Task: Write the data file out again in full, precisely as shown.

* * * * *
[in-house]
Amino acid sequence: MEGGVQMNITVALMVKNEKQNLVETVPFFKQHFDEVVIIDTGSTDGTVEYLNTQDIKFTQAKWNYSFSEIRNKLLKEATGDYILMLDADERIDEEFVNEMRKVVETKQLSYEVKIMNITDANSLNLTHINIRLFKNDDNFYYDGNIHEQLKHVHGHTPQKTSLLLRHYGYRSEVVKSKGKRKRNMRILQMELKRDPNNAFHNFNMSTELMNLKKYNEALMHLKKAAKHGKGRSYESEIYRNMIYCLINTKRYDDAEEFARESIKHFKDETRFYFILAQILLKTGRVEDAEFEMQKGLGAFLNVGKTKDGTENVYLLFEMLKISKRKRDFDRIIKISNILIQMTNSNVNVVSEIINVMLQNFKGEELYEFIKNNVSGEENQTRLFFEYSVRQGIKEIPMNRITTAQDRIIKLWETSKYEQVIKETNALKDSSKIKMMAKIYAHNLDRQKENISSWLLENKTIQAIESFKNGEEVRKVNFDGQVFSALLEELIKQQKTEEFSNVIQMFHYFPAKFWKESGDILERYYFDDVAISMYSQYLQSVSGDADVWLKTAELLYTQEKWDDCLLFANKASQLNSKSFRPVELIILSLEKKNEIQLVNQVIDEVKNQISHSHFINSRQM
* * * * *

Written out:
[in-house]
Amino acid sequence: MEGGVQMNITVALMVKNEKQNLVETVPFFKQHFDEVVIIDTGSTDGTVEYLNTQDIKFTQAKWNYSFSEIRNKLLKEATGDYILMLDADERIDEEFVNEMRKVVETKQLSYEVKIMNITDANSLNLTHINIRLFKNDDNFYYDGNIHEQLKHVHGHTPQKTSLLLRHYGYRSEVVKSKGKRKRNMRILQMELKRDPNNAFHNFNMSTELMNLKKYNEALMHLKKAAKHGKGRSYESEIYRNMIYCLINTKRYDDAEEFARESIKHFKDETRFYFILAQILLKTGRVEDAEFEMQKGLGAFLNVGKTKDGTENVYLLFEMLKISKRKRDFDRIIKISNILIQMTNSNVNVVSEIINVMLQNFKGEELYEFIKNNVSGEENQTRLFFEYSVRQGIKEIPMNRITTAQDRIIKLWETSKYEQVIKETNALKDSSKIKMMAKIYAHNLDRQKENISSWLLENKTIQAIESFKNGEEVRKVNFDGQVFSALLEELIKQQKTEEFSNVIQMFHYFPAKFWKESGDILERYYFDDVAISMYSQYLQSVSGDADVWLKTAELLYTQEKWDDCLLFANKASQLNSKSFRPVELIILSLEKKNEIQLVNQVIDEVKNQISHSHFINSRQM